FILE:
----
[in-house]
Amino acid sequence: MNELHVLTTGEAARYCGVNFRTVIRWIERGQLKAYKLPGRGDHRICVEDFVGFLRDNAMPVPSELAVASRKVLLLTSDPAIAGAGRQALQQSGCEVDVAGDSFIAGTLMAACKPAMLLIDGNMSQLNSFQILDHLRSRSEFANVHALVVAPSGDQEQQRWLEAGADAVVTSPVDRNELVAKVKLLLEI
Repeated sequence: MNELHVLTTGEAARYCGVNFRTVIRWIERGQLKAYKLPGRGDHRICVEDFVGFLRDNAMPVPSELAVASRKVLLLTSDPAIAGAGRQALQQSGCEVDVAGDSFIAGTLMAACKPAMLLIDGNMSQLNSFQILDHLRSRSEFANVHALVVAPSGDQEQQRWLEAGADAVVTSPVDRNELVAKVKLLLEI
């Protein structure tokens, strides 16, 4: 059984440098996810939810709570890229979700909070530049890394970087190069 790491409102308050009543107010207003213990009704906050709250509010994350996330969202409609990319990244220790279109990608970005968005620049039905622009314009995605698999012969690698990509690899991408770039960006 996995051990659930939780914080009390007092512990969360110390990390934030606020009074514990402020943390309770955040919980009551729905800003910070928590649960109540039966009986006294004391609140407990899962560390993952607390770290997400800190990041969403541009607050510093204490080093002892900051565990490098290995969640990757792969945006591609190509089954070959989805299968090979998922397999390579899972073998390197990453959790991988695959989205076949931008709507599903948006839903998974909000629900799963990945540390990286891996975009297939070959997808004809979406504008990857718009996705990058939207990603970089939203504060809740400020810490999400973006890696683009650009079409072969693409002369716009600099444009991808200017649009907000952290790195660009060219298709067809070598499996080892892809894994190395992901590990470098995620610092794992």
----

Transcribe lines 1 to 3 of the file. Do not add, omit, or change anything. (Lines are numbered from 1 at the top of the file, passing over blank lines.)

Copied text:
[in-house]
Amino acid sequence: MNELHVLTTGEAARYCGVNFRTVIRWIERGQLKAYKLPGRGDHRICVEDFVGFLRDNAMPVPSELAVASRKVLLLTSDPAIAGAGRQALQQSGCEVDVAGDSFIAGTLMAACKPAMLLIDGNMSQLNSFQILDHLRSRSEFANVHALVVAPSGDQEQQRWLEAGADAVVTSPVDRNELVAKVKLLLEI
Repeated sequence: MNELHVLTTGEAARYCGVNFRTVIRWIERGQLKAYKLPGRGDHRICVEDFVGFLRDNAMPVPSELAVASRKVLLLTSDPAIAGAGRQALQQSGCEVDVAGDSFIAGTLMAACKPAMLLIDGNMSQLNSFQILDHLRSRSEFANVHALVVAPSGDQEQQRWLEAGADAVVTSPVDRNELVAKVKLLLEI